These contradictions and ironies are lost on these actors themselves, who also lack the will and capacity to critically reflect on their concepts. Despite some limitations, Mark Fisher’s model of a “vampire castle” retains an explanatory power. A vampire has no reflection, that is, is incapable of reflexive self-consciousness and the higher faculties that depend on it, including analytic capacity, moral reason and memory. What sometime appears from the point of view of the Right as a diabolical plan is really the spontaneous organization of the absence of any plan whatsoever beyond the immediate gratification of drives. The maxim from Proverbs encapsulates the whole paradigm: the locusts have no king. But they all advance in ranks.

A vampire cannot enter a home without being invited: this invitation amounts a failure of intention and nerve. Finally any concession to extant passive nihilist (Leftist) ideological rhetoric (for example, by denouncing satirical “Hitler memes”, as if wasn’t the Left which made Hitler a meme) flashes a sign of submission which opens the door to enforcement actions like the one which unfolded last week.

The price of being a party member in good standing is accepting the authority of the party’s enforcers, but what they enforce isn’t dogma but weakness. In the same way that a drug addict — or rather the addictive structure itself — seeks to coax others into webs of addiction and responds with hostility to anyone trying to exorcise it, the Left — which is also a parasitic moral-libidinal structure — looks to prevent its own membership from escaping its clutches by enacting spectacular violence on its most articulate renegades. The reason why Nina Power and other ex-Leftist apostates are attacked so relentlessly — Mark Fisher, for his part, was driven to suicide — is to terrorize its own cadres into remaining in line. The Left blocks its servitors from engaging in any activities which would strengthen their minds and their wills, and encourages modes of behavior contributing to self-hatred and guilt, including drug abuse, prostitution, and participation in mobs.

The critical axiom isn’t no enemies to the right, but no friends to the left: that is, no political friendship with what the contemporary Left represents: self-delusion, self-pity, guilt, resentment, and fear. The Left isn’t bad because it is Left, but because it is the political form of these things. This recognition is especially critical for people who have suffered from the Left’s persecution, and/or persecution more generally: many victims of cancel culture have never recovered precisely because they’ve internalized the idea of themselves as a victim, which is the emblem of weakness, self-pity and fear. The precepts “love your enemies” and “turn the other cheek” were conceived for this reason: not for the sake of the enemies, but as watchwords against the psychological spiral which powers them. Finally the enemy is this spiral itself, not the destroyed individuals who have made themselves into its slaves.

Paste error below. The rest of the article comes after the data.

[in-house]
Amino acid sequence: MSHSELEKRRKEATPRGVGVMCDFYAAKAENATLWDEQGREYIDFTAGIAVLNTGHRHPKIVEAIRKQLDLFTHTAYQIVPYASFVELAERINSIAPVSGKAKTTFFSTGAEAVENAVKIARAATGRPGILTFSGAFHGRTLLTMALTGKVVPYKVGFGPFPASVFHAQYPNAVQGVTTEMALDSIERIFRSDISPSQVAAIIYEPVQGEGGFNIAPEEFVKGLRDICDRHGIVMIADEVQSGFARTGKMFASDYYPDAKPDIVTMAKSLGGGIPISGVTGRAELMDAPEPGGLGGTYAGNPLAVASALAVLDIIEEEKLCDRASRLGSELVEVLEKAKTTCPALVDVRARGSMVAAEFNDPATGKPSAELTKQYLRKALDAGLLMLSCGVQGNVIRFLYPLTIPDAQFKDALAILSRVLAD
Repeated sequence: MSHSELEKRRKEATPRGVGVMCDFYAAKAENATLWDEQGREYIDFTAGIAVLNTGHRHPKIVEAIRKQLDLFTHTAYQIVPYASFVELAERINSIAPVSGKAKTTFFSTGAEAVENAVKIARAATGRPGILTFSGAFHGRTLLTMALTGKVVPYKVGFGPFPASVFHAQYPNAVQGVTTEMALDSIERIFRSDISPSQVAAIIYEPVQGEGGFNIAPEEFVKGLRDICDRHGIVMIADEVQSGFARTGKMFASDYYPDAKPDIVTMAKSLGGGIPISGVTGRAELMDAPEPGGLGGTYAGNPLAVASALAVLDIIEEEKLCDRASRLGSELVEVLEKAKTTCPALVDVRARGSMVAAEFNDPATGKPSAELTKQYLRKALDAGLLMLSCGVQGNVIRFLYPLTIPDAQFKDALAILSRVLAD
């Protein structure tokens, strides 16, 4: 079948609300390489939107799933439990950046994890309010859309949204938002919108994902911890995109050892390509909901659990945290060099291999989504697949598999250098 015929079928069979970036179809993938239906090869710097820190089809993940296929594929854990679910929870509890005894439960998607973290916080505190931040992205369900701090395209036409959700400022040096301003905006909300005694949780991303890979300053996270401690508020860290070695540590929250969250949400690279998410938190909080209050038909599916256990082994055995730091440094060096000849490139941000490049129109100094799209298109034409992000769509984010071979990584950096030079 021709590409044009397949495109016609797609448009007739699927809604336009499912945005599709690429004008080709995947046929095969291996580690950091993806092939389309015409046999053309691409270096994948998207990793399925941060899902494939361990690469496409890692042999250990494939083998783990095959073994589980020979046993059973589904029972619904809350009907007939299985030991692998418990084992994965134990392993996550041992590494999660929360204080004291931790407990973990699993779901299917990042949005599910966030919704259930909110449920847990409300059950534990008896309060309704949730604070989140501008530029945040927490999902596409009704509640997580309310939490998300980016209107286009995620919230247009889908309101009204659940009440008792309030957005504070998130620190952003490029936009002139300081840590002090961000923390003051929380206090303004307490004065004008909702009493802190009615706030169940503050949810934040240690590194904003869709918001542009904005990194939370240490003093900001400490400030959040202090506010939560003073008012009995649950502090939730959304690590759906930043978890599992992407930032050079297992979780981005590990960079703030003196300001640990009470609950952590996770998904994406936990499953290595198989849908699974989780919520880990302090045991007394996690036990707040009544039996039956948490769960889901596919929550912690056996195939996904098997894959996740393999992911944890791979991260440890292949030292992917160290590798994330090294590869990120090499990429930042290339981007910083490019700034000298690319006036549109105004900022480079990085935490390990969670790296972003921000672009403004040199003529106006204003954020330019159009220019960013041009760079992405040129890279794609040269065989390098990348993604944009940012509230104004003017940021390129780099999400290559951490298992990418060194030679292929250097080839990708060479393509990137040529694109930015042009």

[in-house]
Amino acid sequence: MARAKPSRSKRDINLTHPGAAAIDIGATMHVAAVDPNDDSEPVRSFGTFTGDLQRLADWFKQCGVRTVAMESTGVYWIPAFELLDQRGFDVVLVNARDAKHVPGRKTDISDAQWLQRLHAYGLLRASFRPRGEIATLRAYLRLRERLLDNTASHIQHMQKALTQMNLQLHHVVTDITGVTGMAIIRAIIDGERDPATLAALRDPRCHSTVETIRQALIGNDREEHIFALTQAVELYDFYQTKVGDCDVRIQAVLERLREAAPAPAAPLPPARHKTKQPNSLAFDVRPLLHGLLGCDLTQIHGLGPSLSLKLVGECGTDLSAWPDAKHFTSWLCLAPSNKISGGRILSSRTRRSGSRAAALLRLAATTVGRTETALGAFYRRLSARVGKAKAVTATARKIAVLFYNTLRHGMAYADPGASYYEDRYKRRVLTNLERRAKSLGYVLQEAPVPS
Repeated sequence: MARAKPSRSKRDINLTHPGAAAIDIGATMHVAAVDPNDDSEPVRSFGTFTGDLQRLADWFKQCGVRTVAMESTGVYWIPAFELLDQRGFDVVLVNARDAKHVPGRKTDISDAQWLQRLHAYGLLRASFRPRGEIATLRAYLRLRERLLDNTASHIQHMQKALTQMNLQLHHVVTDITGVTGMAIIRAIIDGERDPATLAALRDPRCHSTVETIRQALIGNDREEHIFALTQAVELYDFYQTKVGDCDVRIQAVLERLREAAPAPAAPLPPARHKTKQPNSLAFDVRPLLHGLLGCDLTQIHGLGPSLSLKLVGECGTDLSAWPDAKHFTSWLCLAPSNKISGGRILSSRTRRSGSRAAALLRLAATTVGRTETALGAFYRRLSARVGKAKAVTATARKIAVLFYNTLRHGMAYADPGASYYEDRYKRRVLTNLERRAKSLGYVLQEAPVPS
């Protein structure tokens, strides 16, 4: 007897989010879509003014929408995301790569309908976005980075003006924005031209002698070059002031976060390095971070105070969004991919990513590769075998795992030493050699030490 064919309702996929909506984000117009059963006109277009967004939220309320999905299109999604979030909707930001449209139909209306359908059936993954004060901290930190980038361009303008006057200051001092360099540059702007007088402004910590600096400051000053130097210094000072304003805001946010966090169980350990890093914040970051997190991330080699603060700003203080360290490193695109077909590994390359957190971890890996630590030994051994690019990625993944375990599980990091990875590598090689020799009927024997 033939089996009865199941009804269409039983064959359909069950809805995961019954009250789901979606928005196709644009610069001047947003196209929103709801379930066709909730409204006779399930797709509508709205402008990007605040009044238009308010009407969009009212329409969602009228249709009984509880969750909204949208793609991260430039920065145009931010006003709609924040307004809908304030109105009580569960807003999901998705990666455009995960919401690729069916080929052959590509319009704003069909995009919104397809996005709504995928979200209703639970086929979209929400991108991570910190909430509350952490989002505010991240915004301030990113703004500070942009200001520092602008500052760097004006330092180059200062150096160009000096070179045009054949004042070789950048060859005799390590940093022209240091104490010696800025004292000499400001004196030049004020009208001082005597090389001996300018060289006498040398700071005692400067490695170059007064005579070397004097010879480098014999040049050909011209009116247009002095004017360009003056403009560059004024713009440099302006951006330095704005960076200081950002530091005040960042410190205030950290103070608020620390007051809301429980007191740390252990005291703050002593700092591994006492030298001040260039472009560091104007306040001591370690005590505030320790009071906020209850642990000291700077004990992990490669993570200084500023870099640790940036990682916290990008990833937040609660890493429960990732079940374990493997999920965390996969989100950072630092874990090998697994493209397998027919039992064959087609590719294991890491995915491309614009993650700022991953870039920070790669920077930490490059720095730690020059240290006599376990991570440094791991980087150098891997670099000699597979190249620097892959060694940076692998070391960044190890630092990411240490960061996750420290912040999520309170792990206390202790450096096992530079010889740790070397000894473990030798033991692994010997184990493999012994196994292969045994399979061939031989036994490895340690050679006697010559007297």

This point of course extends naturally to what one should feel towards the author of an interminable cancellation campaign against the whole world and his morally comprised helpers. It would be a waste of time to relitigate a legal case which ended nine months ago by correcting the most recent edition of deliberate distortions, elisions, exaggerations, and lies which have emerged with respect to it (a summary of the key facts is here, Nina Power’s apologia is here, and a full record of documents, including transcripts and witness statements, is now available here) but worthwhile to analyze the meaning of this form of production more generally. The critical question concerns the psychology of an unemployed man in his forties who has spent the last seven years — tens of thousands of hours — behind a computer screen with his blinds drawn in a million pound London flat assembling a vast archive of screenshots as a shrine to his victimhood and a trophy case of vendettas.

What’s on display is an extreme example of a psychological type which has become increasingly prominent over the last decade because derived from the structure of the global attention economy, and the derealization it generates. Here again we observe the destruction of a meaningful world, and now even a sensuous world, and its replacement by an ideological flatland of electronic abstractions. Observed day and night in unblinking surveillance patterns emerge from the static like faces from rain: perception degrades to a pinhole, the self and the other switch places and the world comes to turn around torture. What do they mean? Are they mocking me? Are they all working together? What are they doing? They’re obsessed with me… I can’t allow this. I’ll stop them, I’ll